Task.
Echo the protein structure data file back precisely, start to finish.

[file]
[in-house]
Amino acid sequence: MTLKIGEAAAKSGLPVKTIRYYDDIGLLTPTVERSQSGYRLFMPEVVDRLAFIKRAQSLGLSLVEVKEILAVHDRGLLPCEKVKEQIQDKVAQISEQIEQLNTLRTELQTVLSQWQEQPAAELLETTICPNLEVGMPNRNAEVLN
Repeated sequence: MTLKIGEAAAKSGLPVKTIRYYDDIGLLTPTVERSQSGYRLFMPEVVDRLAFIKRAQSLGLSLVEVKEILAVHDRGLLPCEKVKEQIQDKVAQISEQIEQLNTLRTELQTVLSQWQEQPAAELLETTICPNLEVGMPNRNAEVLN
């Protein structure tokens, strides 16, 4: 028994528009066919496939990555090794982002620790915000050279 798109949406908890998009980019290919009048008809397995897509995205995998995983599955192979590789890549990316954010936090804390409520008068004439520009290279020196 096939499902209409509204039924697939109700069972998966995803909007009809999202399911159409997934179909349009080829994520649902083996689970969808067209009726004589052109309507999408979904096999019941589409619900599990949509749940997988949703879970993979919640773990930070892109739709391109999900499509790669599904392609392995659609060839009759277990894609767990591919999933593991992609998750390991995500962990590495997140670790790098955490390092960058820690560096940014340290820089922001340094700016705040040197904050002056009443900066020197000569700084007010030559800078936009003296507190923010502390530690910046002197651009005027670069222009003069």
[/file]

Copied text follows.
[in-house]
Amino acid sequence: MTLKIGEAAAKSGLPVKTIRYYDDIGLLTPTVERSQSGYRLFMPEVVDRLAFIKRAQSLGLSLVEVKEILAVHDRGLLPCEKVKEQIQDKVAQISEQIEQLNTLRTELQTVLSQWQEQPAAELLETTICPNLEVGMPNRNAEVLN
Repeated sequence: MTLKIGEAAAKSGLPVKTIRYYDDIGLLTPTVERSQSGYRLFMPEVVDRLAFIKRAQSLGLSLVEVKEILAVHDRGLLPCEKVKEQIQDKVAQISEQIEQLNTLRTELQTVLSQWQEQPAAELLETTICPNLEVGMPNRNAEVLN
């Protein structure tokens, strides 16, 4: 028994528009066919496939990555090794982002620790915000050279 798109949406908890998009980019290919009048008809397995897509995205995998995983599955192979590789890549990316954010936090804390409520008068004439520009290279020196 096939499902209409509204039924697939109700069972998966995803909007009809999202399911159409997934179909349009080829994520649902083996689970969808067209009726004589052109309507999408979904096999019941589409619900599990949509749940997988949703879970993979919640773990930070892109739709391109999900499509790669599904392609392995659609060839009759277990894609767990591919999933593991992609998750390991995500962990590495997140670790790098955490390092960058820690560096940014340290820089922001340094700016705040040197904050002056009443900066020197000569700084007010030559800078936009003296507190923010502390530690910046002197651009005027670069222009003069």